In video game lingo, the esports program at University of Wisconsin-Stout is poised for more “GG” — good games — thanks in part to a new home arena equipped with the latest in gaming gear.
A former classroom on the third floor in Heritage Hall has been repurposed as the home base for the Blue Devil esports team.
On game nights, up to a dozen players in Blue Devil jersey tops sit tight in their high-back black gaming chairs, fix their gazes on flashing video screens and shout into their microphones as they take on opponents from across the nation.
Previously, players in the third-year program were competing remotely and individually from their residence halls and apartments, two of those years during the pandemic.
“It was fine playing at home, but it doesn’t emulate the power you feel in the room,” said team member Logan Frischmann. “After a nice round you can run around the room and high-five your teammates and talk strategy between games.”
“The best thing is the amount of camaraderie you can build. It’s nice to see people grow and fulfill their dream in this type of environment. People can thrive,” added Frischmann, of Medford, a junior majoring in dietetics.
“We can finally be together,” said Travis Miller, esports director from Blue Devil Athletics.
The program is in its second varsity season and has about 30 players and student coaches. The university competes in three games, Overwatch, League of Legends and Rocket League and will add two games in the fall, Valorant and Super Smash Bros., boosting the roster to about 40 next season after tryouts.
UW-Stout has a nationally ranked bachelor’s degree program in game design and development-art, but the esports roster has players from a variety of academic disciplines.
The new equipment includes computers, monitors and chairs that are “top of the line,” Miller said.
The Hewlett-Packard Omen computers have a powerful central processing unit and graphics processing unit, the latter allowing players to experience realistic scenes, including reflections off glass and water, to help them process moves when competing.
The 280 hertz monitors mean the screens refresh 280 frames per second, almost twice as fast as a standard gaming computer. “You see it in live time and are caught up with what’s actually happening,” said Toby Riedmann, Overwatch coach.
Riedmann, of Menomonie, is a junior business administration major. He was a national top 500 Overwatch player independently before choosing to coach the UW-Stout team when the esports program began in 2019.
The monitors are 24 inches, not overly wide, but a smaller monitor works better for competitive gaming because players can see everything that’s happening in their field of vision without having to move their heads, Miller said.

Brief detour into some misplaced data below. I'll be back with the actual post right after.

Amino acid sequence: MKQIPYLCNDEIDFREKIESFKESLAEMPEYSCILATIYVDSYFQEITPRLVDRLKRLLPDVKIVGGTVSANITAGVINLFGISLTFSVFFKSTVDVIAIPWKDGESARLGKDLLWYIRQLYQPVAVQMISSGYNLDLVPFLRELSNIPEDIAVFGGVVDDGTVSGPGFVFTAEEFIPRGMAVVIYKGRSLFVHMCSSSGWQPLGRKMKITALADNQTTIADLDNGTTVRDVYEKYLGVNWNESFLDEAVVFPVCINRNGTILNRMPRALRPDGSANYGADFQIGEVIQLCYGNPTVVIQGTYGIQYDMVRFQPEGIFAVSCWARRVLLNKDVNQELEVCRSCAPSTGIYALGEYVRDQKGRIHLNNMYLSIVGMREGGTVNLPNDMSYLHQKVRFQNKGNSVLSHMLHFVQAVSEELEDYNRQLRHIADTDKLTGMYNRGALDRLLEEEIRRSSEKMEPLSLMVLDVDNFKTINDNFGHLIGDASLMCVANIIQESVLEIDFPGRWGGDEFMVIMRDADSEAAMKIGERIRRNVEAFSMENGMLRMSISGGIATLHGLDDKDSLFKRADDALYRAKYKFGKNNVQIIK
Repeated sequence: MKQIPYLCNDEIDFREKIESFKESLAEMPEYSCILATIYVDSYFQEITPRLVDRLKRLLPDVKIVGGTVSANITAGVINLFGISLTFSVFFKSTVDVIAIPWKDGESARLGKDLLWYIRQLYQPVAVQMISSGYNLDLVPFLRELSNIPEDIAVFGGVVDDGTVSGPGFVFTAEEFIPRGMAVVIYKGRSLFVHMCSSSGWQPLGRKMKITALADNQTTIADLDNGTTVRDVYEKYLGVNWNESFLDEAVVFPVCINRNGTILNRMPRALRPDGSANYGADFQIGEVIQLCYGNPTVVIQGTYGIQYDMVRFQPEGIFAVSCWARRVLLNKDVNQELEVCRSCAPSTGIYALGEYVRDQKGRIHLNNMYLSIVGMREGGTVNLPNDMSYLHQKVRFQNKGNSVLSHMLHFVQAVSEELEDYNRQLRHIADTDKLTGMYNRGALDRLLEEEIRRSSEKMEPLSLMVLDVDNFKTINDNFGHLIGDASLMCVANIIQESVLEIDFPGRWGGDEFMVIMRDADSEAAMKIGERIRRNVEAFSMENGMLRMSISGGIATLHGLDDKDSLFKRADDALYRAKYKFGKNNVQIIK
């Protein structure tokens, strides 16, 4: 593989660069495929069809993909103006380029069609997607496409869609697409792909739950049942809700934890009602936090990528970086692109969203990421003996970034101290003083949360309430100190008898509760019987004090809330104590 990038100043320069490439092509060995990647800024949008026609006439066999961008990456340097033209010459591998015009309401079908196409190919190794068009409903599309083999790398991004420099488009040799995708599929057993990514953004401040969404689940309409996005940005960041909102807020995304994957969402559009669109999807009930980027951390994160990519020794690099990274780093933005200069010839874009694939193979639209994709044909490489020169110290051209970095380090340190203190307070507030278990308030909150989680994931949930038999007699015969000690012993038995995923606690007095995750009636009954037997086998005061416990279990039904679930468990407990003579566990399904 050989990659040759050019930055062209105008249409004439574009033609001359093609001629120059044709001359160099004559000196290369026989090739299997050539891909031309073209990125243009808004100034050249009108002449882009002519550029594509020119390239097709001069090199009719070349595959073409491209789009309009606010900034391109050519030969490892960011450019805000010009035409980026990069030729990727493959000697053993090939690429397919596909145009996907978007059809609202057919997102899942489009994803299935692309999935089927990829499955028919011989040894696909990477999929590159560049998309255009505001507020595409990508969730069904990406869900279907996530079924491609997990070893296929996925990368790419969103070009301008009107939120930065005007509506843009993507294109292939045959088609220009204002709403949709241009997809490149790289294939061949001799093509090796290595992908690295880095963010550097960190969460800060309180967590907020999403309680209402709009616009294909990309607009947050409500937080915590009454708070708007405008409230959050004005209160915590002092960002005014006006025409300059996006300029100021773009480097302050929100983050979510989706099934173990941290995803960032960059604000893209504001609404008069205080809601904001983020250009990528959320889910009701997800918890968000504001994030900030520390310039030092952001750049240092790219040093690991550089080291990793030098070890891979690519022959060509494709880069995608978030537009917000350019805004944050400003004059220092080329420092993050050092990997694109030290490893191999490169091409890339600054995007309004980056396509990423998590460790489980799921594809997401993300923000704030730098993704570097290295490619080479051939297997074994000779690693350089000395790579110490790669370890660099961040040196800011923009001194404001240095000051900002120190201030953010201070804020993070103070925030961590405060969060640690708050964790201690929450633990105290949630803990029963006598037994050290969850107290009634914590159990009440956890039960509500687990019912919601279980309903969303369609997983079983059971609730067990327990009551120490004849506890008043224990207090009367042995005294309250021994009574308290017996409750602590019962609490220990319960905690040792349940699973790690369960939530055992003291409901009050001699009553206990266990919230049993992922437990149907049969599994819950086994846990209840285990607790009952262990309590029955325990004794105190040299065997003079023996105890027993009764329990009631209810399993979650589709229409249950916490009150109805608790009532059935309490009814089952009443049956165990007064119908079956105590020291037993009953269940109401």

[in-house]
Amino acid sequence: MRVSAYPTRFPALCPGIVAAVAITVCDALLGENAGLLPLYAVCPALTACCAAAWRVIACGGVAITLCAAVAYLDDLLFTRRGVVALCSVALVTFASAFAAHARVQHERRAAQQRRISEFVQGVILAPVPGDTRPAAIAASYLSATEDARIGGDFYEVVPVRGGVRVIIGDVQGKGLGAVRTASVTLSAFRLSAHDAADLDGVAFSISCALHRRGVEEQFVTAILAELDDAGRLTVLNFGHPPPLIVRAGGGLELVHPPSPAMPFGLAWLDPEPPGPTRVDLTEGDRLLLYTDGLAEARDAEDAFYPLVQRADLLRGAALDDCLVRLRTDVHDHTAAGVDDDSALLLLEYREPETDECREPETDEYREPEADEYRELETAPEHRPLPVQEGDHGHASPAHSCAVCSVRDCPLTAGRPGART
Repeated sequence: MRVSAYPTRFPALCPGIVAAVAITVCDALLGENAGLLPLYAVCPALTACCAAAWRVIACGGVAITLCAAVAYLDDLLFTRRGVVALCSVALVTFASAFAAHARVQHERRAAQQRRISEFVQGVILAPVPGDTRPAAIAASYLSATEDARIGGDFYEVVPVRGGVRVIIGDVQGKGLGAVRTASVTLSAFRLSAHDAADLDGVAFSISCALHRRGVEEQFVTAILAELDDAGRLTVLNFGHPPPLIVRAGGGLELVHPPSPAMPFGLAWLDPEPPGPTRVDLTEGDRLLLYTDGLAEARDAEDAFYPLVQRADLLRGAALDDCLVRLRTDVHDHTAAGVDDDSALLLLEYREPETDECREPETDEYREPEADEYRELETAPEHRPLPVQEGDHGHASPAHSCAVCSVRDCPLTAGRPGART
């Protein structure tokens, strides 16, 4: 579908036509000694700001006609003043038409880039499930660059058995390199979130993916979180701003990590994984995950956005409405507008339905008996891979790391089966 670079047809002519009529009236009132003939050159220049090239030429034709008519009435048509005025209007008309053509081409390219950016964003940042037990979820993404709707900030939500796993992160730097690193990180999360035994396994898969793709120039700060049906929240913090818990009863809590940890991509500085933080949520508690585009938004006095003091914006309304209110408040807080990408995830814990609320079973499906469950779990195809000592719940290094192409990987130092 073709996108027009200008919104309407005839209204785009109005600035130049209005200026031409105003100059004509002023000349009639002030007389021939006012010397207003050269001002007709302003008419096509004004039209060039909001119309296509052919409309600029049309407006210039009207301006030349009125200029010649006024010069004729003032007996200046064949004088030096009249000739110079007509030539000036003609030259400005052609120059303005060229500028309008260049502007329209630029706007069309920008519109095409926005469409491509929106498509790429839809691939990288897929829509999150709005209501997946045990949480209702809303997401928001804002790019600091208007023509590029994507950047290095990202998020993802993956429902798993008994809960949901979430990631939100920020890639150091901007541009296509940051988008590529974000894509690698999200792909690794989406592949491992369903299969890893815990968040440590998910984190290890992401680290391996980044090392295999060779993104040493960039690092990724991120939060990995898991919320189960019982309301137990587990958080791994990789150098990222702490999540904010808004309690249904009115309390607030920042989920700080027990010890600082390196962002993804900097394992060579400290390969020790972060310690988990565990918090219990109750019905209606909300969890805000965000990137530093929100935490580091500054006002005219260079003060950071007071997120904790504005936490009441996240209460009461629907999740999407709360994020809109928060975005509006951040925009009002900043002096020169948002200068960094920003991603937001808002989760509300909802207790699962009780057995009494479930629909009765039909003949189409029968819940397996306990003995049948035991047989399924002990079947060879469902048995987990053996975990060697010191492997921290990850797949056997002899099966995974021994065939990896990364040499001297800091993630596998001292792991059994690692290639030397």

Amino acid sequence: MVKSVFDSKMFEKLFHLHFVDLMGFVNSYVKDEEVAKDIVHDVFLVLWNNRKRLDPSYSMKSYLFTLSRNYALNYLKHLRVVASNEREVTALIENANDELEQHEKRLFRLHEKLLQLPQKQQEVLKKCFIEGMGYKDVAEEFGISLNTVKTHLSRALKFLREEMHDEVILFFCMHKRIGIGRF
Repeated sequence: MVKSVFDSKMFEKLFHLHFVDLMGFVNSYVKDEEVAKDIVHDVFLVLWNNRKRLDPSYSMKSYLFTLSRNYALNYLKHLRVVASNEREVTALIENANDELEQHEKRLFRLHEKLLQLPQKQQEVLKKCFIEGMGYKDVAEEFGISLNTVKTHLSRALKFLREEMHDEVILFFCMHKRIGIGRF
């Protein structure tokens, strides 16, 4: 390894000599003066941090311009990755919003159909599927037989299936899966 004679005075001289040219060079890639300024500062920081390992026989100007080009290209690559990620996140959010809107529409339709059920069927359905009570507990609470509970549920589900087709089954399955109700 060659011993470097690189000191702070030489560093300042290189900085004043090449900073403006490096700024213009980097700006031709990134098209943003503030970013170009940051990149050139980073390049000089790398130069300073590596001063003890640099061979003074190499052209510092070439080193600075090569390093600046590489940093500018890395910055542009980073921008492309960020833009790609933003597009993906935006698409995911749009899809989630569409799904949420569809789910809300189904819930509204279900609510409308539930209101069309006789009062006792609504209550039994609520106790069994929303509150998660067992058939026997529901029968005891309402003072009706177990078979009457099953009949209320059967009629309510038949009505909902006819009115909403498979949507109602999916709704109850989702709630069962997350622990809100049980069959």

The new chairs are modeled after seats that race car drivers use. “Everything is comfortable, with adjustable heights and arm rests. It allows for customization,” Miller said.
The arena includes a projector so that players can stream video of their past performances and watch them together, like traditional athletics teams that watch film of previous games or of opponents.
Miller also is an assistant softball coach and previously was an assistant baseball coach at UW-Stout. He is a former collegiate baseball player at Ellsworth Community College in Iowa Falls, Iowa, and Wayne State College in Wayne, Neb.
Teams are doing well
UW-Stout has been competitive nationally this year. The Rocket League team made the National Association of Collegiate Esports playoffs, and the Overwatch and League of Legends teams missed the playoffs by one victory each.
The Rocket League team also made the playoffs in the Wisconsin Collegiate Rocket League and will play in person Friday, April 30, at the Milwaukee School of Engineering. It’s UW-Stout’s first in-person match in the history of the program.
“We’re competing against a lot of schools that offer scholarships,” Miller said. “We’re lucky to have a lot of talent already here.”
One of those talented players is Frischmann, who is ranked 264th nationally — the top 1% — in Overwatch out of between 15,000 and 25,000 players.
Frischmann enjoys the challenge of esports as much as he did playing high school football. “It’s almost on the same level of mental acuity. The high level of precision you need to maintain for hours is super draining,” he said.
A match, like in volleyball, consists of a best of five series of games; the first team to win three games takes the match. Each game takes between five and 25 minutes.
The Blue Devils’ arena could expand to an adjacent room, which would be used for production, streaming the matches and a play-by-play announcer, which are standard setups at many competing schools, Miller said.
The Blue Devils belong to the National Association of Collegiate Esports, which has more than 170 member schools representing more than 5,000 student athletes.